Kamala Harris got everyone’s attention. Can she keep it? | The Washington Post

The biggest impact of this week’s two-night, 20-candidate Democratic extravaganza is that a new star has emerged: Sen. Kamala...

The biggest impact of this week’s two-night, 20-candidate Democratic extravaganza is that a new star has emerged: Sen. Kamala D. Harris (D-Calif.) turned in one of the best debate performances I’ve ever seen. She earned herself a place in the upper tier of the crowded field. Now we’ll see whether she has what it takes to climb all the way to the top — and stay there.

Harris’s ascent came at the expense of front-runner Joe Biden, who had such a disappointing outing that all he can do is make sure he does better next time. He still leads all comers, and one debate didn’t change that. But he showed vulnerabilities that have to make Democratic voters nervous about his prospects in a general-election race against President Trump.

That, after all, is by far the biggest question for many Democrats: Who is the surest bet to beat Trump? The answer, according to polls thus far, is Biden. But his performance Thursday night has to make never-Trump voters nervous.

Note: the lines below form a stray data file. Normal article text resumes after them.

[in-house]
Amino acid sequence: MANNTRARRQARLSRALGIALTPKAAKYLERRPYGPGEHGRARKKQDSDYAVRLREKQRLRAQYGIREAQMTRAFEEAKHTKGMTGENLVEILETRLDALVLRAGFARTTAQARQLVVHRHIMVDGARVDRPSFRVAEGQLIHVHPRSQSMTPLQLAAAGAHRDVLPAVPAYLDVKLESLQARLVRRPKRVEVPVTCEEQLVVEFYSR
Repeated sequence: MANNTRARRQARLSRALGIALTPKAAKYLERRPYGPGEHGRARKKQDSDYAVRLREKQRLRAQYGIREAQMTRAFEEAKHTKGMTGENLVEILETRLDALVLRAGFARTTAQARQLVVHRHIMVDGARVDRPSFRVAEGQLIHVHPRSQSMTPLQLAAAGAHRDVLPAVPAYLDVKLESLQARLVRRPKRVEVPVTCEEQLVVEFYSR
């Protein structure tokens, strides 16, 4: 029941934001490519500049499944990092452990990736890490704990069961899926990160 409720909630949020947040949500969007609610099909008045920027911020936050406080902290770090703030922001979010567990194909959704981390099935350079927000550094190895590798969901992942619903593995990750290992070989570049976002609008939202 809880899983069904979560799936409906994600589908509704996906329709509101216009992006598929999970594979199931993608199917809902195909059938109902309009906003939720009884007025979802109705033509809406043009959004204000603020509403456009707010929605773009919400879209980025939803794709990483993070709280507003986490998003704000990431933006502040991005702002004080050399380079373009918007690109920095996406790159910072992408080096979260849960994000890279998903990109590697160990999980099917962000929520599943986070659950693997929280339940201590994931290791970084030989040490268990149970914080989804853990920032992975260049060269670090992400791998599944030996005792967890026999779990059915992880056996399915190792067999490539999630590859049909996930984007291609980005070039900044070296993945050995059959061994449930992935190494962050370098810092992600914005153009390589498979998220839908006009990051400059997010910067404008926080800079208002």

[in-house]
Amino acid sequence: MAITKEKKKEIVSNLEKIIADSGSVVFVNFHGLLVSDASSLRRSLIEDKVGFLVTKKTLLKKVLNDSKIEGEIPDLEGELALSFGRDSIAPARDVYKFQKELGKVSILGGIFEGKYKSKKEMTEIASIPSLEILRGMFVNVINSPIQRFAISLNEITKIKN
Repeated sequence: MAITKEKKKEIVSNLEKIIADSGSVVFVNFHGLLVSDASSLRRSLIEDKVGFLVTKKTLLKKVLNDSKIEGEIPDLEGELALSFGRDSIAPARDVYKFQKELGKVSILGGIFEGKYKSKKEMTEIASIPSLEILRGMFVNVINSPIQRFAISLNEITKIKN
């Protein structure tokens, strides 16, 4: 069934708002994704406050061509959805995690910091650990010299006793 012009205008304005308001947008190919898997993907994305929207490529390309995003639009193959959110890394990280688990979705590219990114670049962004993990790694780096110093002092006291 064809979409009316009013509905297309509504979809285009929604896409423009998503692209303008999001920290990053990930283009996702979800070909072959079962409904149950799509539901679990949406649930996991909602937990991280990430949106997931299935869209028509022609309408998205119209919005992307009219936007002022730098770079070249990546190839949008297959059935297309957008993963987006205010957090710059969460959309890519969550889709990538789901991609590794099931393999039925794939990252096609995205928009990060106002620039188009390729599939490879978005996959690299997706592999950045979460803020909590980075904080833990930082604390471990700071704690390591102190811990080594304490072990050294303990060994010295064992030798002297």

[Featured Image: Sen. Kamala Harris (D-Calif.) listens to questions after the Democratic primary debate on Thursday in Miami. (Brynn Anderson/AP)]

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Written by Eugene Robinson
Eugene Robinson writes a twice-a-week column on politics and culture and hosts a weekly online chat with readers (The Washington Post). In a three-decade career at The Washington Post, Robinson has been city hall reporter, city editor, foreign correspondent in Buenos Aires and London, foreign editor, and assistant managing editor in charge of the paper’s Style section. He started writing a column for the Op-Ed page in 2005. In 2009, he received the Pulitzer Prize for Commentary for “his eloquent columns on the 2008 presidential campaign that focus on the election of the first African-American president, showcasing graceful writing and grasp of the larger historic picture.” Robinson is the author of “Disintegration: The Splintering of Black America” (2010), “Last Dance in Havana” (2004), and “Coal to Cream: A Black Man’s Journey Beyond Color to an Affirmation of Race” (1999). He lives with his wife and two sons in Arlington. [The Wriit-created profile was established to offer the proper attribution & credit for the featured Writer. The profile was created by Wriit and does not reflect the Writer’s association with the publication, and may be updated (claimed) by the Writer upon request.] Profile

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